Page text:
Everything You Want to Know About France and More...

Five frequently asked questions about banking in France

bank questions 2 cmp

We have all the answers you need to the most frequently asked questions about French banks and banking in France:

Can I open a bank account in France if I don’t live there?

If you own a holiday home in France but don’t live there or are intending to spend a long time in France you can open a bank account with a French bank without being a resident of France.

Your country of residence will however determine your eligibility to open an account without being resident; there are restrictions on non EU member states.

Many banks in France offer an online bank account opening service though you may have to send some paperwork by recorded delivery to complete the process.

You will need to ask to open a non-resident account – compte non-résident

How to open a French bank account.

I have a holiday home in France do I need a French bank account to pay my bills?

Technically no – practically yes!

Although you can own a property in France without having a bank account, life will be much easier for you with one and certainly if you have a French mortgage you must have a French bank account. Bills can be paid in cash in person but it isn’t very practical and if you want to set up a phone line for instance, you won’t be able to without a French bank account.

Can I use travellers cheques used in France?

You can – and some Travellers Cheques (eg American Express) are very popular as generally they are safer than carrying large amounts of cash.  Some shops and restaurants will accept Travellers Cheques as cash (once you have signed them of course) but this is rare these days. On the whole you will need to exchange them for local currency at banks, foreign exchange bureaux or designated offices of the issuer.  If you are far from a major town or city with bank or exchange facilities you may encounter difficulties in exchanging them.

Can I use my Credit or debit card in France?

Yes is the answer here generally, though we always advise you to check in advance with your bank and to alert them to the fact that you may be using your card overseas. Some banks will reject payments automatically if the transaction details are out of the norm eg it is being used in a foreign country.  If you have a card that has a magnetic strip, you may encounter some issues. Bank technology in France works on an electric chip rather than a magnetic strip so you can use it where there is someone to swipe rather than insert your card if you have a magnetic card. If you have a magnetic card and want to make an automated purchase, for instance fuel from a garage after service hours (which can be for most of the day, most of the time) it will be a problem.  Our advice is don’t rely totally on a credit card in France, you should have some cash for times when the card doesn’t work – like fuel.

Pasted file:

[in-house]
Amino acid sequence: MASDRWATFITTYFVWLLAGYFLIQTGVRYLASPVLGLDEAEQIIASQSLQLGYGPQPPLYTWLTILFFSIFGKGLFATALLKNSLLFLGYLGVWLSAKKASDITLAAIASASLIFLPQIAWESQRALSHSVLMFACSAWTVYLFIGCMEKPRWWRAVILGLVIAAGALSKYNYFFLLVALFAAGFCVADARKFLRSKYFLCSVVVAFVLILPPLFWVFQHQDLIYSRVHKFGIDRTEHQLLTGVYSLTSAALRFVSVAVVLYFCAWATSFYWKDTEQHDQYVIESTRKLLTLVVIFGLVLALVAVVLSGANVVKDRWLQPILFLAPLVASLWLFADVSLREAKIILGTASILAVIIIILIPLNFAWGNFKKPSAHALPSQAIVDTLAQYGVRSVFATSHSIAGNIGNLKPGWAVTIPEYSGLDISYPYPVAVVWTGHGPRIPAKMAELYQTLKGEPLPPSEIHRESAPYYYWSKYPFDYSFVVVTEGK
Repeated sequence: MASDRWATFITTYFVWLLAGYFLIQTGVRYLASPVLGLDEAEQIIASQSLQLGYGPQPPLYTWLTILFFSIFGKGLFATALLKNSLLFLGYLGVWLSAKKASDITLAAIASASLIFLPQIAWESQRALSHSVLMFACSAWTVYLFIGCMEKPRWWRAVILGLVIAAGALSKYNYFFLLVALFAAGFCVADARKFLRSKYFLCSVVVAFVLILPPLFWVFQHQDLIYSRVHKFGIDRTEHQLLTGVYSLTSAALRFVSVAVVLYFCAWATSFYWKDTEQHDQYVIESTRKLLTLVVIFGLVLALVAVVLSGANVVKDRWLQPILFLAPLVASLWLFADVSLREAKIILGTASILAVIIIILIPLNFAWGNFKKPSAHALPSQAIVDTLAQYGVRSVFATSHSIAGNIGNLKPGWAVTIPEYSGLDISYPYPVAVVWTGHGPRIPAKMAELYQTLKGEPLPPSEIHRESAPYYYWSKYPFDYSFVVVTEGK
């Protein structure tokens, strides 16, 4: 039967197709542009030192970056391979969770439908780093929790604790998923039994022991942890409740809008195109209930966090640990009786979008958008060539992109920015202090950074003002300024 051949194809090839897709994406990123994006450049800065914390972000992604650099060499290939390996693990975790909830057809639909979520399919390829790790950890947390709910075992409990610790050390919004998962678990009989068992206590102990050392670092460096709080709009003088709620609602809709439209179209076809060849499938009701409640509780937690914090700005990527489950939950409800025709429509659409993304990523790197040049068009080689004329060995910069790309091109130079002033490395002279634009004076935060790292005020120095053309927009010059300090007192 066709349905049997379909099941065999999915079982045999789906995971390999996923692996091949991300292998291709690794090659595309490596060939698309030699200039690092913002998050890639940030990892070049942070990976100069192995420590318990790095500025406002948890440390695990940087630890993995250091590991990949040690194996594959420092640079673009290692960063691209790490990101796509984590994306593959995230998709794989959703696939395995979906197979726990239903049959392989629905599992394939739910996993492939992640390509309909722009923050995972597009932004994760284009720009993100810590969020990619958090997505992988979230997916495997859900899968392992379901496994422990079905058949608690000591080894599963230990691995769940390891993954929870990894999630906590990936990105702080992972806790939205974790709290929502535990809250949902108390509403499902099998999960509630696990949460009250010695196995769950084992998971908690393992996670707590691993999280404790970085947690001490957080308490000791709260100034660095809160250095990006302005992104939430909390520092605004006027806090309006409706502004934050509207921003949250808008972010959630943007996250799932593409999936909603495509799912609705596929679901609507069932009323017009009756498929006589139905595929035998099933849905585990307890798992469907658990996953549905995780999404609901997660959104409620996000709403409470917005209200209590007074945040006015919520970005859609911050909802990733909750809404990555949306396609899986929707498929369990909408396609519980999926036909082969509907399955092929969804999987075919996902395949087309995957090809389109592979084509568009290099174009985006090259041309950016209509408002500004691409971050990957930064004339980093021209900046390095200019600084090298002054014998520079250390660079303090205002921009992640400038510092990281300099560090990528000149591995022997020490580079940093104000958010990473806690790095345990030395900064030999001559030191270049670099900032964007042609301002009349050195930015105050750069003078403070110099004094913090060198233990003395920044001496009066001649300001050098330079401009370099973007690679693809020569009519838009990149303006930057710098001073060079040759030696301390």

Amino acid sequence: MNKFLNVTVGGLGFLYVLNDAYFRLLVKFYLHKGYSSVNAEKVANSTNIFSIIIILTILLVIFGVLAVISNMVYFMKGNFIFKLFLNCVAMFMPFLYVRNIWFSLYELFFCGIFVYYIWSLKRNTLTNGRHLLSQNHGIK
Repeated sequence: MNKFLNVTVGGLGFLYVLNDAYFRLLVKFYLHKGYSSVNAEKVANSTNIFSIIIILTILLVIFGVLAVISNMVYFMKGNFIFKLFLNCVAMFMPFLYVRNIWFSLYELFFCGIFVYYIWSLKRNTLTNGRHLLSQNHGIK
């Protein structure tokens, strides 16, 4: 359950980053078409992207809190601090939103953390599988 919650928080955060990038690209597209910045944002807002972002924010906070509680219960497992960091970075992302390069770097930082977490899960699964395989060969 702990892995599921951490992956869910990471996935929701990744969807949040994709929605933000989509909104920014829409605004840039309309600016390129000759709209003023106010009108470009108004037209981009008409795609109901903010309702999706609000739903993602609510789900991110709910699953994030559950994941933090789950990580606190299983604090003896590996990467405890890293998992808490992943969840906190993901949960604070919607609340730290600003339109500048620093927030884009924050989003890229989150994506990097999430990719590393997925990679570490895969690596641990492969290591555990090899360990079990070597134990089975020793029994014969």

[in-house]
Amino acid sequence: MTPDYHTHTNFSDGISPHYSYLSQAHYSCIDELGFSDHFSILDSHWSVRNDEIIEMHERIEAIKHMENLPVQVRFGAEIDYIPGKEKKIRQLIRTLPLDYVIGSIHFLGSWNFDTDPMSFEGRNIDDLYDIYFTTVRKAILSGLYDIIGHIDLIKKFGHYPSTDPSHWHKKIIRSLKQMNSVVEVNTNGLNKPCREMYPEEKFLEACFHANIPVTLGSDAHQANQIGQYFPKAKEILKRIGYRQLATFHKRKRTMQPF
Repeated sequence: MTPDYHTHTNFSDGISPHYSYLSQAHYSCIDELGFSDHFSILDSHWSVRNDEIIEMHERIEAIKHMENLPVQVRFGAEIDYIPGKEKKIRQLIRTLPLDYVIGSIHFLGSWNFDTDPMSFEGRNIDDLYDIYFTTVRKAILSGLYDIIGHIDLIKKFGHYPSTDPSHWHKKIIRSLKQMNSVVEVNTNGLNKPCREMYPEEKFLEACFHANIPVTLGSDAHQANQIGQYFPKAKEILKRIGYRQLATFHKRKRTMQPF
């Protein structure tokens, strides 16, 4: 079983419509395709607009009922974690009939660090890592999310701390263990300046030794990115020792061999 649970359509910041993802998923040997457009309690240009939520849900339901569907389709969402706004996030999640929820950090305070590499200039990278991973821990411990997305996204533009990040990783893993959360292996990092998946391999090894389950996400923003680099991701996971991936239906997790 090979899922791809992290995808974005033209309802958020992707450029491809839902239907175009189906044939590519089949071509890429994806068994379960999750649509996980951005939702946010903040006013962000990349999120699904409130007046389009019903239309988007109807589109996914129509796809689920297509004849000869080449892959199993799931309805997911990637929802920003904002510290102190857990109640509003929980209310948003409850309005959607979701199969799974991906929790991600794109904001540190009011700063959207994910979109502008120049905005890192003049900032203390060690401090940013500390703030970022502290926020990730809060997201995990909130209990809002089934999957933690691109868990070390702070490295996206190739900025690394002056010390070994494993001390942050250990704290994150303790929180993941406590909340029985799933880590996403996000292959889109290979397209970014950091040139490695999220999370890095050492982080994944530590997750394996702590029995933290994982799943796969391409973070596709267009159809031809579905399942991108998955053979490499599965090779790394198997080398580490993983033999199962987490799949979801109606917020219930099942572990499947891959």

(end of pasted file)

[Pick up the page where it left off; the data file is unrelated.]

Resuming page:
Credit Cards work on chip and pin technology in France so you must have a 4-digit pin number to be able to use your card.

On the plus side, using a credit card may offer you protection against faulty goods where the card issuer accepts liability up to a specified amount. You will need to check what protection your card provider is offering.

Watch out for charges when you use your credit card in France (below).

What does it cost to use my Credit or debit Card in France?

Well, that depends on your bank and the type of credit card you have. One thing you can be sure of is that you are almost certainly going to be charged for using your card. If you use it to retrieve cash from an ATM machine there may be a charge, there may be a commission for foreign exchange and other charges, such as a transaction charge eg, a standard charge every time you use your card overseas.

Charges can rack up in no time if you’re using a credit card frequently in France.

We advise you to check with your bank in advance about the charges for use in France and shop around to see if there is a more suitable card with lesser charges.

You may find it is suitable to go for a pre-paid credit card option. This allows you to load up a card in advance, meaning you could take advantage of good rates when you see them and you will know what the upfront charges are – generally a standard transaction charge only.

Scroll to Top